"So if today is Fenen, Nemaar, what's tomorrow?" Ehail asked.
"Luuuuuunen," groaned Nemaar. "I know my days, Mommy, I wanna do something else."
"Okay, do you know what year it is?" she suggested.
"Eleven-twenty-five-eight," Nemaar said.
"Mo-o-om," Rithka complained. "He was looking at my poem. I put a date on it."
"Did not, I knew it," Nemaar snapped back at his sister.
"Be that as it may," Ehail said, "it's 11258, yes, but usually we can just say 'fifty-eight', since most often we aren't talking about things from a hundred years ago."
"Okay. I know my years. I wanna do something else," Nemaar said. "I wanna go dig in my hole or go play with Min or something else."
"Say it in Munine," Ehail coaxed, switching to her clutchmates' family's language herself.
Nemaar scowled, but repeated his demand for an end to his lessons in the other language, and then threw in the Martisen and the Gingha for good measure. "I know words too," he said, crossing his arms. "I wanna go."
"Okay, go ahead," sighed Ehail, and Nemaar scrambled up, almost tripping over Cenem on his way out.
"He didn't do Barashi days and years," Cenem pointed out when the door had clacked shut behind Nemaar.
"He'll do those tomorrow," Ehail said.
Rithka made a show of doing her sums in exactingly tidy handwriting and showing all of her work for the next two degrees, but by then was back to fidgeting. "Can I work outside, on the swing-bench?" she asked, looking up at Ehail with huge eyes.
"Yes, if you actually work there," Ehail agreed.
Ehail and Cenem sat together quietly in the living room, Cenem with her book of Espaalan plants and Ehail with the tax forms she was trying to pick through. Gyre had done most of the work on the taxes, but Ehail had to certify that she understood and agreed with the financial decisions aforementioned, and her packet would be flagged if she just wrote her name without reading it.
Cenem's egg parents came to pick her up for a trip to a sledding place up in the hills, just before Mallyn teleported home from school. He walked in with squirrely Rithka around his neck; her big brother was ever more fascinating than sums.
Ehail got up to hug Mallyn, who towered over her; according to the trained-light who checked in on him occasionally to look for long-term effects of his childhood, he'd gotten onto decent nutrition just early enough not to stunt his growth. Much. Ehail could only imagine how tall he'd be if he'd had enough to eat from day one; Rhysel had come in to nudge their doorways a little higher two years prior.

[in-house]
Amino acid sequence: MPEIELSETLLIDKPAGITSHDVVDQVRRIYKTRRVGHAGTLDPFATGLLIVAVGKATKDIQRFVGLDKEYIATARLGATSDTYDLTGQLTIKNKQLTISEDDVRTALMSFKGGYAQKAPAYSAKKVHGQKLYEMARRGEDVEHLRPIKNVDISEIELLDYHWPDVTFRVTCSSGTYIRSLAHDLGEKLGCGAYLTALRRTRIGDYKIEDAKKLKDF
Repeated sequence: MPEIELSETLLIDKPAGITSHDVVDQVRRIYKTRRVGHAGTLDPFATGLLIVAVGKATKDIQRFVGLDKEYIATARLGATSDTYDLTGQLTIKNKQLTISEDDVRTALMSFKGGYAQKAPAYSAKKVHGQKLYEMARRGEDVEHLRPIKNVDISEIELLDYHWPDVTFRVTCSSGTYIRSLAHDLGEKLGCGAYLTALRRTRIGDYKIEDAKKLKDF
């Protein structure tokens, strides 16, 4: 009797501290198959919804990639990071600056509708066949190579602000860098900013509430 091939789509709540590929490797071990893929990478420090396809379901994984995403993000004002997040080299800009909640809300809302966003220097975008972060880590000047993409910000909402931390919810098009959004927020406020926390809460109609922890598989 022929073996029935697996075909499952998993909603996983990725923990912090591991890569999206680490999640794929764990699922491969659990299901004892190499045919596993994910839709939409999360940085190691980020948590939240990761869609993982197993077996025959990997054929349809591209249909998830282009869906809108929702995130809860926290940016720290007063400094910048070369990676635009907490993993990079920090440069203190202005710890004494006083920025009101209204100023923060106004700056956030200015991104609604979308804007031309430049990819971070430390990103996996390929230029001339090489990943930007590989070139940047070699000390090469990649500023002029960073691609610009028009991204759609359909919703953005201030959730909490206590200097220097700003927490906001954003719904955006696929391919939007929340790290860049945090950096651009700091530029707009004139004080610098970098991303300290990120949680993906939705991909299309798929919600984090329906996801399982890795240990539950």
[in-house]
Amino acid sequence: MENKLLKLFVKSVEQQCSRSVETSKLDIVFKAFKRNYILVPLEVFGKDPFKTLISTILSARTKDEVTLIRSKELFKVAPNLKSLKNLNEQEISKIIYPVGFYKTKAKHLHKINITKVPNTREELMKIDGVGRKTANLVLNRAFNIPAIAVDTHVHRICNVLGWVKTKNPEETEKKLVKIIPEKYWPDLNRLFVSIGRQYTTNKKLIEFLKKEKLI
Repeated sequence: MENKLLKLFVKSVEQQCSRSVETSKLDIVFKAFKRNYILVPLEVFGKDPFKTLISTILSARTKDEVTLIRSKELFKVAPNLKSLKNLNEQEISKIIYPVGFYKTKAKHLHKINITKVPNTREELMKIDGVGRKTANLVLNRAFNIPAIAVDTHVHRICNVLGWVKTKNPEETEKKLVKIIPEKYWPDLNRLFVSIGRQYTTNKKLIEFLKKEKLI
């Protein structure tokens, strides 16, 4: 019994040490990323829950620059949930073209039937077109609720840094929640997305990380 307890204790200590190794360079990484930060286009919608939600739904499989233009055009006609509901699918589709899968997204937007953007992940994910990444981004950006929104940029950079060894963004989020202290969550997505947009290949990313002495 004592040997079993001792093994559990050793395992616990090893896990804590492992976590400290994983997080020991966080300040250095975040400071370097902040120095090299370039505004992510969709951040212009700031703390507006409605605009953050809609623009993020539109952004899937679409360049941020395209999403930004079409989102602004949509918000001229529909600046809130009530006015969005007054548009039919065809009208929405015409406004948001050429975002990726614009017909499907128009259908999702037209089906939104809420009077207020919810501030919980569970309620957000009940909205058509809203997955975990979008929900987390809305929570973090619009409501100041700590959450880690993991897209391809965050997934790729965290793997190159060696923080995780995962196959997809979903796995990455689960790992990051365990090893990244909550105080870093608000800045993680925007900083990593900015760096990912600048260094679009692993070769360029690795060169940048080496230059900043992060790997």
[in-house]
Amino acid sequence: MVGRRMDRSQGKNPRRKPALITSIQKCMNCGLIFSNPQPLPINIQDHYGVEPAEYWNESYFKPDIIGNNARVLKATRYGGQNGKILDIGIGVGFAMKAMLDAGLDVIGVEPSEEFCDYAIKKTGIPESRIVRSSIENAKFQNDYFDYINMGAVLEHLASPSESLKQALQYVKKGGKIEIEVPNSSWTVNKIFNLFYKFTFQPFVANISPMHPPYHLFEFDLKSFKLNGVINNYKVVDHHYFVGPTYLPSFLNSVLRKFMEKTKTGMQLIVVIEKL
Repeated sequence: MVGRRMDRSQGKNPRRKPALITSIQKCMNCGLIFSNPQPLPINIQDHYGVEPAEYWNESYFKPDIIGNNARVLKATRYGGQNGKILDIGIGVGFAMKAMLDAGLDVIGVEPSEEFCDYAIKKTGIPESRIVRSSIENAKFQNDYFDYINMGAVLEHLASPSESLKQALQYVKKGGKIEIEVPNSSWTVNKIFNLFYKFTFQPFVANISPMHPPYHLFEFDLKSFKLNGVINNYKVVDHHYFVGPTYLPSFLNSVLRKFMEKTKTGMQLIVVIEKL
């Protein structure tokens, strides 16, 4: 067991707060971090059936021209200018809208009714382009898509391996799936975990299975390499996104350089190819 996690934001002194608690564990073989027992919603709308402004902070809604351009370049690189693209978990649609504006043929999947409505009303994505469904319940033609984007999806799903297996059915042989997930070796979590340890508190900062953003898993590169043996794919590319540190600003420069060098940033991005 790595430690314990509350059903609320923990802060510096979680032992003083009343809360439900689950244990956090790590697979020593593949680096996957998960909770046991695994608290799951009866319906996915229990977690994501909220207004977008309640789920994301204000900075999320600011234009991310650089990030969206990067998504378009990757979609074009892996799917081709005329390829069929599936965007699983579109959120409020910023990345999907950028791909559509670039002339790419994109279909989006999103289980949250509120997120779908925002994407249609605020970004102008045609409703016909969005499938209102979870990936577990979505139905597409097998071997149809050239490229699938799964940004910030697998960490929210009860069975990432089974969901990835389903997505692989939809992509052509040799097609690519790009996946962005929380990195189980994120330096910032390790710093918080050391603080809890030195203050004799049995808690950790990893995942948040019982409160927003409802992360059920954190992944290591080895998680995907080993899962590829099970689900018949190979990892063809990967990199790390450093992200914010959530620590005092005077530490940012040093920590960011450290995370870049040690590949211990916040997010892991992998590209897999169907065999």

"Hi, Mom," Mallyn said, squeezing her; when he let go he patted Cenem on the head. "How's everything going?"
"Everything's fine, sweetheart," Ehail said. "How's school?"
Mallyn listed minor exploits he and and his friends had experienced in their various classes, grabbed a zucchini muffin, and excused himself to meet his girlfriend, shooing Rithka off his neck to do so. She complained, turned human, and demanded a hug, which her brother gave her before teleporting away.
Rithka was halfway up the stairs when Ehail said, "Rithka?"
"Oh." Rithka sighed, opened a window, and turned into a sparrow to go back out to where she'd left her work.
"Do you think it's about time to have another baby?" Ehail asked Gyre, that evening.
"I was thinking of asking you the same thing," Gyre laughed. "What do you think - another moon-baby?"
"Why not?" Ehail smiled. "Mallyn can watch Nemaar and the girls if we give him a little warning. We can take a little trip up to the moon."
"Boy or a girl?" Gyre asked.
"I think a girl this time," Ehail said, searching Gyre's face for agreement or disagreement.
He nodded. "A girl it is. Names?"
They batted syllables back and forth, long ridiculous strings of them, until they were more trying to make each other laugh than name a daughter-to-be. They tabled the question until later.
"You're going to the moon?" Rithka asked. "But Mom, you're a grownup lady, going to the moon will make you pregnant. Don't you know that?"